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China Pledges to End Its Ivory Trade-But Is It Enough?

China Pledges to End Its Ivory Trade-But Is It Enough?

China Pledges to End Its Ivory Trade - But Is It Enough?

China's central government has declared that it will end its ivory trade, beginning with closing down legal carving factories and retailers by March 2017, with plans to shut down the rest of the domestic ivory market by the end of the year. Though Beijing has yet to release information on what it will do with massive stockpiles of legal, and illegal, ivory, this pledge from China is the news that we have all been waiting for, and fighting for, in our united efforts to end the savage slaughter of elephants for the ivory trade.

China is the world's largest consumer of ivory products, and now, one year after President Obama and China's President Xi Jinping’s joint agreement that the two nations would take significant and timely steps to halt the trade of ivory, action is being taken where it is needed the most, in China.

The ivory carving of China is a centuries old practice, and a part of its national cultural heritage and identity. This pledge marks a truly unprecedented shift in China's cultural values, and is also a testament to the power of the worldwide activism that demanded action for elephants. Hong Kong, the world's largest legal retail ivory market, and a key transit port for illegal ivory smuggled from Africa to Asia, has pledged to end its trade by 2021- though there will likely be pressure to end it sooner, as well as the neighboring markets of Vietnam, Myanmar, and the Philippines.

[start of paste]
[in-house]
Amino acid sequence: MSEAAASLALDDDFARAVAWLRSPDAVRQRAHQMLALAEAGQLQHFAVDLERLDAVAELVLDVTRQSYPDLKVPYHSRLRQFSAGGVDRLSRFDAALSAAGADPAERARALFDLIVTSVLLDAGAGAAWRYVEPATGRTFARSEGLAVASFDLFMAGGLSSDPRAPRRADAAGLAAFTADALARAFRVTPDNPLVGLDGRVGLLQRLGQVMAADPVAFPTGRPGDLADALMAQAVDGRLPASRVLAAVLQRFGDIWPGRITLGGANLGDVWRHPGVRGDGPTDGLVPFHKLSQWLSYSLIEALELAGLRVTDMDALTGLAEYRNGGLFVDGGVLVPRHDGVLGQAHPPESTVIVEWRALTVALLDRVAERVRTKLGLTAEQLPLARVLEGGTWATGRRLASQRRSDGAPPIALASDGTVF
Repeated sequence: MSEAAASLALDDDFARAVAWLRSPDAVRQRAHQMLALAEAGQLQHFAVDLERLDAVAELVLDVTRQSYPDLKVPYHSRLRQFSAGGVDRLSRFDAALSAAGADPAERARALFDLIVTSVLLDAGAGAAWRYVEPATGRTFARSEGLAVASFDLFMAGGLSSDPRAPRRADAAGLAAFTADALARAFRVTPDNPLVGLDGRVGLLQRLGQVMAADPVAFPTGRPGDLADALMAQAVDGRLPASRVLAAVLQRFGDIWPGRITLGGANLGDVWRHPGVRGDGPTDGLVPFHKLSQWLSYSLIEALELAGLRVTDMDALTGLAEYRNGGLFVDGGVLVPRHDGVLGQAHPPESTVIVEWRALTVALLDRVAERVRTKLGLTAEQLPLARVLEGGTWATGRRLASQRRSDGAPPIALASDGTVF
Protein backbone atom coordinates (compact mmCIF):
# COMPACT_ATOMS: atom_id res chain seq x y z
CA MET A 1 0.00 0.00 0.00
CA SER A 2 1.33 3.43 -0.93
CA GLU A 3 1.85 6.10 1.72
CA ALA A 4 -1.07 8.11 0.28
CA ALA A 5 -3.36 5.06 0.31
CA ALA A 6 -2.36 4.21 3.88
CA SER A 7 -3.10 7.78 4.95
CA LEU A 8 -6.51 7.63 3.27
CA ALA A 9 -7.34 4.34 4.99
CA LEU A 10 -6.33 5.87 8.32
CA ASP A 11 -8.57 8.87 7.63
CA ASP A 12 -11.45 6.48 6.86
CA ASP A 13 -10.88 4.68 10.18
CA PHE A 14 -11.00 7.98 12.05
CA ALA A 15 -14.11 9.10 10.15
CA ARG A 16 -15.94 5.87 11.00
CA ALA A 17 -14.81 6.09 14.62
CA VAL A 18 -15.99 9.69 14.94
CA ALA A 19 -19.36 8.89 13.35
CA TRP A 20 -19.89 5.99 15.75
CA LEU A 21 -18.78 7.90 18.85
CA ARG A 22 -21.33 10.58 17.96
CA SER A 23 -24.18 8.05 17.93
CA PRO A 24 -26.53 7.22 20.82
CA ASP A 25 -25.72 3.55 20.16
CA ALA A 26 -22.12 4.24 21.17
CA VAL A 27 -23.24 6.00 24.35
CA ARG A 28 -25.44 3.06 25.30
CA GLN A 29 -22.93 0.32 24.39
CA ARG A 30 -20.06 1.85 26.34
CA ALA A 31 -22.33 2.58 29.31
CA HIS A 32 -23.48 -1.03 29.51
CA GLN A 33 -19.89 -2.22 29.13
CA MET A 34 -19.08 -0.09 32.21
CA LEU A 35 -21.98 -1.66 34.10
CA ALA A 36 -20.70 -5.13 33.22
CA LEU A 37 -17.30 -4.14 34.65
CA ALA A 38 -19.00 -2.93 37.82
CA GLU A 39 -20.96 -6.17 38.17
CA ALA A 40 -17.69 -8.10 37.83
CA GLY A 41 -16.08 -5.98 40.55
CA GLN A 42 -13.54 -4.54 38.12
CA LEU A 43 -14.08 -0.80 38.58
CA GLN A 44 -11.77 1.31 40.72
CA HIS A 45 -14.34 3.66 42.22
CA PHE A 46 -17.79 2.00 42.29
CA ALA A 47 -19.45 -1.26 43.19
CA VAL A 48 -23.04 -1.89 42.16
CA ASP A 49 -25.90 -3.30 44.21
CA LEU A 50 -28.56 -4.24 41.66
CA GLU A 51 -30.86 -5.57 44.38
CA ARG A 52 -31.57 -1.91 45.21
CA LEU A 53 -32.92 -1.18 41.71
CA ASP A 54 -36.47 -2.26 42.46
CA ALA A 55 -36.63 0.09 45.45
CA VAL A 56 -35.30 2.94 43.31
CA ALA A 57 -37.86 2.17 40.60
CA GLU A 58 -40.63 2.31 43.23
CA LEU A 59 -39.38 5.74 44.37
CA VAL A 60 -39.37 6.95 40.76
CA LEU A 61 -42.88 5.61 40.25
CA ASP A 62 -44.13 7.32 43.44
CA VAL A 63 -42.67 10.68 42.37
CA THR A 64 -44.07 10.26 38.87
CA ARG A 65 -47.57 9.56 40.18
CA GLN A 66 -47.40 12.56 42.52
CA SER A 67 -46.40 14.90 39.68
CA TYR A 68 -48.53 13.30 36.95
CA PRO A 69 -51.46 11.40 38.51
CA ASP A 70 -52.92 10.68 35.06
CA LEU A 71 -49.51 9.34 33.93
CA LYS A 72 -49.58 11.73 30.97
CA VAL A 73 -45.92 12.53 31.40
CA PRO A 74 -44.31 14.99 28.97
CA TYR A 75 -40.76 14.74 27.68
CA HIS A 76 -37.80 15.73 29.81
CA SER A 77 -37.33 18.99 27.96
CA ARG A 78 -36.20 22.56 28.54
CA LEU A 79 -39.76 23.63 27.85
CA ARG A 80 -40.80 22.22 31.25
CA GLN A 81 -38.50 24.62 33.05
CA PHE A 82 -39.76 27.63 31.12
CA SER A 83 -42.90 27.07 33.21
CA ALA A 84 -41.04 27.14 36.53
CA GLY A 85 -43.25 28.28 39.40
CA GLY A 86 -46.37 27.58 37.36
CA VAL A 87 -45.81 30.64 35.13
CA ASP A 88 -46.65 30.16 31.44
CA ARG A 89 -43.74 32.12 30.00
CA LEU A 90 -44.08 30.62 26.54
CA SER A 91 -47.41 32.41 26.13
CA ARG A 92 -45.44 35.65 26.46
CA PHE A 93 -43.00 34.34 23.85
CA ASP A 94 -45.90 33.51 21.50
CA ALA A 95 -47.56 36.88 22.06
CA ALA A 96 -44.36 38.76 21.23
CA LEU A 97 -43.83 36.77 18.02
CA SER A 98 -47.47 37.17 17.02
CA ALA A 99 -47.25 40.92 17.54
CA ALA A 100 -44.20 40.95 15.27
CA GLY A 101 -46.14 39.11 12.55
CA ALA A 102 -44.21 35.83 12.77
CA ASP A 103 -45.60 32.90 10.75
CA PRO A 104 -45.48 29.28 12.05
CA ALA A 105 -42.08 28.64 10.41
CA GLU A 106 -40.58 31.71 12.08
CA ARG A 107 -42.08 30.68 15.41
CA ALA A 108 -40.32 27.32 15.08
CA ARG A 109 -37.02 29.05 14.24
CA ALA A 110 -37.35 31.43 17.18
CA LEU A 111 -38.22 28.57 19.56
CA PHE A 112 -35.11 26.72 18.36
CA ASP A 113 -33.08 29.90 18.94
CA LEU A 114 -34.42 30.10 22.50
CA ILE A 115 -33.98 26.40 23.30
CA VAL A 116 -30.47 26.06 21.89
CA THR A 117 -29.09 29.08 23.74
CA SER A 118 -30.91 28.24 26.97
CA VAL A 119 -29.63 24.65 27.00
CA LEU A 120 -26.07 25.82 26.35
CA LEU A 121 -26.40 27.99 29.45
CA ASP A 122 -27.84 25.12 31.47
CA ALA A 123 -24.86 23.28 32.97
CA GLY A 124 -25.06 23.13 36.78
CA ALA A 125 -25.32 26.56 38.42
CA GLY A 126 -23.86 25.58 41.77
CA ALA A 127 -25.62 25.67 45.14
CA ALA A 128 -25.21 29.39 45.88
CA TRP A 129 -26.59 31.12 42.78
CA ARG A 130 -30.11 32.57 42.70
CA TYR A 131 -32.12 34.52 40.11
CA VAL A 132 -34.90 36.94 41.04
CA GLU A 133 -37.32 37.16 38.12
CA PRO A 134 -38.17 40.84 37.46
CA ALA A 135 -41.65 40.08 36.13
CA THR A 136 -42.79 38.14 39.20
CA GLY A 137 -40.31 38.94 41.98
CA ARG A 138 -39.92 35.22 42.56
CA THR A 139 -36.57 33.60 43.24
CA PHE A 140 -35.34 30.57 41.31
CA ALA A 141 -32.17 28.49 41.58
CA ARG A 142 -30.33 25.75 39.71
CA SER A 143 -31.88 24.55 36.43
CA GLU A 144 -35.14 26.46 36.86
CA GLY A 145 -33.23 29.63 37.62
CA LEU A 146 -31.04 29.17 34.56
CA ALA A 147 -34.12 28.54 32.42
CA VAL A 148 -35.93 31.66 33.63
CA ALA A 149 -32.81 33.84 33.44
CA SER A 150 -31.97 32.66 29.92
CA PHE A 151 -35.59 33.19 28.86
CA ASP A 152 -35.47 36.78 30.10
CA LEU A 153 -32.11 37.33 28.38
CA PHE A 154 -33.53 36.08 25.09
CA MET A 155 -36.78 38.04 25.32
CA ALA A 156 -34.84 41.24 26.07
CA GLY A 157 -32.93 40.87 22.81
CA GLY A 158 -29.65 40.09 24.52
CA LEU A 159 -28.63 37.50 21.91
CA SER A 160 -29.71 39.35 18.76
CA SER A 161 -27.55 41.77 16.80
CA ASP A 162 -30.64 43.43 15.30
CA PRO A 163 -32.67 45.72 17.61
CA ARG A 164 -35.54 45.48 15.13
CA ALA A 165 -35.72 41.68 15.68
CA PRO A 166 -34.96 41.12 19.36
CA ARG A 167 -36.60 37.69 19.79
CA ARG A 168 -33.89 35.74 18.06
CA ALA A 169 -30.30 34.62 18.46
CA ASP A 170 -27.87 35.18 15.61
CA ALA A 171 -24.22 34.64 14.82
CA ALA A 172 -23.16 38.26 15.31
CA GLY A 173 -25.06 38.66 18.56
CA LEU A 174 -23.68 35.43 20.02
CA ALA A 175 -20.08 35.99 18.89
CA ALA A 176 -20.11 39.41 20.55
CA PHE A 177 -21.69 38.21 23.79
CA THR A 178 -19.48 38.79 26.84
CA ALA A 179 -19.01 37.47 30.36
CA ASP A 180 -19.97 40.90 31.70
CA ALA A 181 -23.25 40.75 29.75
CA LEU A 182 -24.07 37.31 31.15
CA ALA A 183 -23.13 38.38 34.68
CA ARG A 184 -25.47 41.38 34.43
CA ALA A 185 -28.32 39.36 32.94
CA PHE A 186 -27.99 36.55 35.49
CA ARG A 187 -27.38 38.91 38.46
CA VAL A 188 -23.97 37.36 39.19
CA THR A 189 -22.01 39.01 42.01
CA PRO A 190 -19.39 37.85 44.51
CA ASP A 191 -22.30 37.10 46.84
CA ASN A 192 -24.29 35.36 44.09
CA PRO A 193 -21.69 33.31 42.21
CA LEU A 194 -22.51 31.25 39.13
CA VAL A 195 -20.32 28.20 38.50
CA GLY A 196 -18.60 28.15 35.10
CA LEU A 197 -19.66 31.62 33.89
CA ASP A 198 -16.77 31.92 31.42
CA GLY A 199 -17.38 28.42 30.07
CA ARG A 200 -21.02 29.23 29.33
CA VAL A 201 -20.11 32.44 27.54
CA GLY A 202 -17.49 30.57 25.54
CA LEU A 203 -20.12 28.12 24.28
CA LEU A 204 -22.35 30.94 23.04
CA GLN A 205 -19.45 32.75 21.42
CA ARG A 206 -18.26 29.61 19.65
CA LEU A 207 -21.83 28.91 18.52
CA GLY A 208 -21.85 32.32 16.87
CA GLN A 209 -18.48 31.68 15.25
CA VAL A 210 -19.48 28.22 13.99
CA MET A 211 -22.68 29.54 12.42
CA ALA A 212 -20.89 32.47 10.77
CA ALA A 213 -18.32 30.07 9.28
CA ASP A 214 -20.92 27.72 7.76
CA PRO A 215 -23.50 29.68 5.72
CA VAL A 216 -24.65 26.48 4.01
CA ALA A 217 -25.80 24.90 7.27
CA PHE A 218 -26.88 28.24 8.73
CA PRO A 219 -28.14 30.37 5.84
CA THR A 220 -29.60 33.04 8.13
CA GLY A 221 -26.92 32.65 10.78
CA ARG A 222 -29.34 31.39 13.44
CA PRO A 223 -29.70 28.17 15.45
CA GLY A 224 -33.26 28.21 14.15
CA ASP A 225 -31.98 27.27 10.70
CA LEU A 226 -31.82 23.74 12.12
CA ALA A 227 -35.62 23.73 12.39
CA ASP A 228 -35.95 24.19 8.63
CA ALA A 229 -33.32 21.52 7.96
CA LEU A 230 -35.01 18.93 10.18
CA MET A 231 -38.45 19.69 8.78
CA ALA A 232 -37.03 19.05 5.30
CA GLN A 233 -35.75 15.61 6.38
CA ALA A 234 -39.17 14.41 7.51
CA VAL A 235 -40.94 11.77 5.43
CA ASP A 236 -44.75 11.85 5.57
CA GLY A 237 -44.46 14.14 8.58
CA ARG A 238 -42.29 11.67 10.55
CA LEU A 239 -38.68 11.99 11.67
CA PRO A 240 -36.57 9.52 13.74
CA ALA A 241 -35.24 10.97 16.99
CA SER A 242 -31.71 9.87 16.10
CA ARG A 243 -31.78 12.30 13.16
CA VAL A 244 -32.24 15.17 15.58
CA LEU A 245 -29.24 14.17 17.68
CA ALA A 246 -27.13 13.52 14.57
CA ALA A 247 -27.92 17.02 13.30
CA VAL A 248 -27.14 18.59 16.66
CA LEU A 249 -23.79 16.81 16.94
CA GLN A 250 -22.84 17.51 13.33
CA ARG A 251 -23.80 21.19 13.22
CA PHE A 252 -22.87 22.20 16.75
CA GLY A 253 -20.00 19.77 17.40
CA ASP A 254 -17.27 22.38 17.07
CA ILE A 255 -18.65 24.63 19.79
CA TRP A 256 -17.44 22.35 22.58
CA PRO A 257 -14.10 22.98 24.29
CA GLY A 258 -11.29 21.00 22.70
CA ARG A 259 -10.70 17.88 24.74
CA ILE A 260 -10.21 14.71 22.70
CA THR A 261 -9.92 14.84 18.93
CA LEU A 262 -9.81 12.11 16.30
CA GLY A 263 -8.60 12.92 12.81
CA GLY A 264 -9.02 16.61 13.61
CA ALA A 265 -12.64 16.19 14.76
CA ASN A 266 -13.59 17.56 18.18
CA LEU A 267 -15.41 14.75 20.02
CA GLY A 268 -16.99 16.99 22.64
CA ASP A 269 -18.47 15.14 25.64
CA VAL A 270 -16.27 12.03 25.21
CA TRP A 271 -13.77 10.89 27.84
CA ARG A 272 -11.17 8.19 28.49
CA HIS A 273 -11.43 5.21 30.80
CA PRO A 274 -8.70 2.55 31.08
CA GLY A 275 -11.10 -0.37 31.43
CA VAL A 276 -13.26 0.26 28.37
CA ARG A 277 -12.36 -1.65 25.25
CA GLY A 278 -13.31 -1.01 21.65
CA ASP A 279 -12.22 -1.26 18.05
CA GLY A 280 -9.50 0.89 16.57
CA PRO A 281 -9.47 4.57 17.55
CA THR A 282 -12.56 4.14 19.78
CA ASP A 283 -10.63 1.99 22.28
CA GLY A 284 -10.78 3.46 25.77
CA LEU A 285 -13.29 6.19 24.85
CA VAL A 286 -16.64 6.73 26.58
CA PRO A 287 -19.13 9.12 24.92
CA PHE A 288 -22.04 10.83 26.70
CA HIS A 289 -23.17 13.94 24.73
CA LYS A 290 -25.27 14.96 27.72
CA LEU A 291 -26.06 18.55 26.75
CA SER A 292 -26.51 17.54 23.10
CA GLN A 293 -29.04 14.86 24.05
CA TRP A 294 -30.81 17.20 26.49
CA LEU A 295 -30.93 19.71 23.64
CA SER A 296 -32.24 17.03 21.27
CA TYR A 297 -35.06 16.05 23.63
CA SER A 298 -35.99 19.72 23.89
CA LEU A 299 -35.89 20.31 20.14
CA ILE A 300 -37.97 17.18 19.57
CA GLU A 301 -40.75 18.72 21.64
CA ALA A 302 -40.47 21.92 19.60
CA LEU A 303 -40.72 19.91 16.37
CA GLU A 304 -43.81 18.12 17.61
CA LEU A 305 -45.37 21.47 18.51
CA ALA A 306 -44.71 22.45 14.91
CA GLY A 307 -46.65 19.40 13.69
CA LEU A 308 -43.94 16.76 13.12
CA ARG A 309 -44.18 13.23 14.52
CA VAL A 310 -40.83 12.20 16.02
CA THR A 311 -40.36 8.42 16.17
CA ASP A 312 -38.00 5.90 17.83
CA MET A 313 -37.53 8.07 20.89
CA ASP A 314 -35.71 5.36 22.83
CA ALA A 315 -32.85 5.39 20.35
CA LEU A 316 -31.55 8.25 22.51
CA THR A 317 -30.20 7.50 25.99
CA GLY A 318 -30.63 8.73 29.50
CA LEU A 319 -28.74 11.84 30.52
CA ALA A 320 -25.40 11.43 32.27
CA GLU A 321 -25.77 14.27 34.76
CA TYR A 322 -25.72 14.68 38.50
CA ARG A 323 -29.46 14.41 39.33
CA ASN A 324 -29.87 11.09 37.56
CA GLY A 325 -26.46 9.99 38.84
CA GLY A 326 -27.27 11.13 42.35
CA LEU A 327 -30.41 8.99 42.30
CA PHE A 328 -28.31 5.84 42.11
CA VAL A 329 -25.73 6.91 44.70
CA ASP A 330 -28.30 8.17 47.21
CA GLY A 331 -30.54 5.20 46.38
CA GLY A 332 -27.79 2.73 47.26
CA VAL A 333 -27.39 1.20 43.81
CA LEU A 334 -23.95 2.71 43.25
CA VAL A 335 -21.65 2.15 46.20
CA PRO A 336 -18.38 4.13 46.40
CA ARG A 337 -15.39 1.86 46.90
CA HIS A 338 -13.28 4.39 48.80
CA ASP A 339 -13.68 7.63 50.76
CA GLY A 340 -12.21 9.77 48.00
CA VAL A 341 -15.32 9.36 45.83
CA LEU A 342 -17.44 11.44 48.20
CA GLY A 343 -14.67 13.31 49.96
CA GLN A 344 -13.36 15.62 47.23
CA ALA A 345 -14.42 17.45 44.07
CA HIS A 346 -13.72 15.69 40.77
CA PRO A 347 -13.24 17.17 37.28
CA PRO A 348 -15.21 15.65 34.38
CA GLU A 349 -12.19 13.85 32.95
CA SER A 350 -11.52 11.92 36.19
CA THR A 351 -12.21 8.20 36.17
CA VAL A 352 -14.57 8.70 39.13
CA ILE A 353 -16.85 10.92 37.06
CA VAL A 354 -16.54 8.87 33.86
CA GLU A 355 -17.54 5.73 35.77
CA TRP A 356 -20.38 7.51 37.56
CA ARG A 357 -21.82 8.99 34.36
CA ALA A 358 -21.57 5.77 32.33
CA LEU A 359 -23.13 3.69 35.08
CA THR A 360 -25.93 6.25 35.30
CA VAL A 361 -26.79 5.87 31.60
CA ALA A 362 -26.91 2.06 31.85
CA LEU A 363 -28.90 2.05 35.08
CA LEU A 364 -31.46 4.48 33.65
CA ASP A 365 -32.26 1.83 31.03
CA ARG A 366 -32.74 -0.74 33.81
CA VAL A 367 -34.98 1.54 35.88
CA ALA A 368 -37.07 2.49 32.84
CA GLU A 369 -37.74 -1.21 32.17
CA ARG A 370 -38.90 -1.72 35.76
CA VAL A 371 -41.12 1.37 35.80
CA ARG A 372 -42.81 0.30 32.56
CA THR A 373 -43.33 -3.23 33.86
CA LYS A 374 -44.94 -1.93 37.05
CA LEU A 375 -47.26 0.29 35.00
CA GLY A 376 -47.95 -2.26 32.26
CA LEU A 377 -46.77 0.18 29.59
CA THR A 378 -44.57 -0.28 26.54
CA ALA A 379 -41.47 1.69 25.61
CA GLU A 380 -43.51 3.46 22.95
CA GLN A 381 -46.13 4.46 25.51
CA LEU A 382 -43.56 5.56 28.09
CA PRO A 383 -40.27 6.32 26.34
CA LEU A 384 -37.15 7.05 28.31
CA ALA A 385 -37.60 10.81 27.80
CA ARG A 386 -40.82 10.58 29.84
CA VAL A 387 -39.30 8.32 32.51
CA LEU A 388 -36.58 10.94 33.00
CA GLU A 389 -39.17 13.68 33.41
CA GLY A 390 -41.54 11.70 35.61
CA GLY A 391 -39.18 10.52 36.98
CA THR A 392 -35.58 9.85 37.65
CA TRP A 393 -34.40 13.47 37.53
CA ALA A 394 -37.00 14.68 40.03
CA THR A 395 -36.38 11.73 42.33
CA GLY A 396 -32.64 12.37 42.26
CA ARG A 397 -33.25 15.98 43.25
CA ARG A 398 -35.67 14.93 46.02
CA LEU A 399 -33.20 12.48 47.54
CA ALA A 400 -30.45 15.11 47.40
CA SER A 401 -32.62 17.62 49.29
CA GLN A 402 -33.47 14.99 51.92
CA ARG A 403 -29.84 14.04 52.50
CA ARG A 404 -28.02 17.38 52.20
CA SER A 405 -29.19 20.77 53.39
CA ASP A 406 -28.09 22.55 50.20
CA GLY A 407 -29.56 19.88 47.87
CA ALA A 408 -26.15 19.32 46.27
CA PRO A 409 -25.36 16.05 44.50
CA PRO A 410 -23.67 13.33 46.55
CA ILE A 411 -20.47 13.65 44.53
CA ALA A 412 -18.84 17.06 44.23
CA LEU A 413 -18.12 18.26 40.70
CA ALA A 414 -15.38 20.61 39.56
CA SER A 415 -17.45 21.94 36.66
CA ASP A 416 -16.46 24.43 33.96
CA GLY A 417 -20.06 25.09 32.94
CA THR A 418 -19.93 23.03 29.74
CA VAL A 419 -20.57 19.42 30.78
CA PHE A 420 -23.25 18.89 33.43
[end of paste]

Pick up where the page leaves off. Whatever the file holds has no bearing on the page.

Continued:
With the U.S. enacting a near total ban on ivory in June of 2016, and China now declaring its commitment to ending their ivory trade, elephants may have a fighting chance of survival. Keep in mind that decimated elephant populations are deeply traumatized by the violence they have witnessed- the brutal, bloody murders of their entire families. This fracturing of family units and herds, and the loss of matriarchal leadership will have a profound impact for generations of elephants to come. Hopefully, there may well be generations to come, if China can enforce its pledge, and end their legal and illegal, ivory trade.

We hope that China's game changing commitment to caring about elephants grows, in that it ceases importing African elephants for its growing number of safari parks and zoos. In the meantime, we celebrate, with cautious optimism, China's vital commitment to ending their ivory trade.

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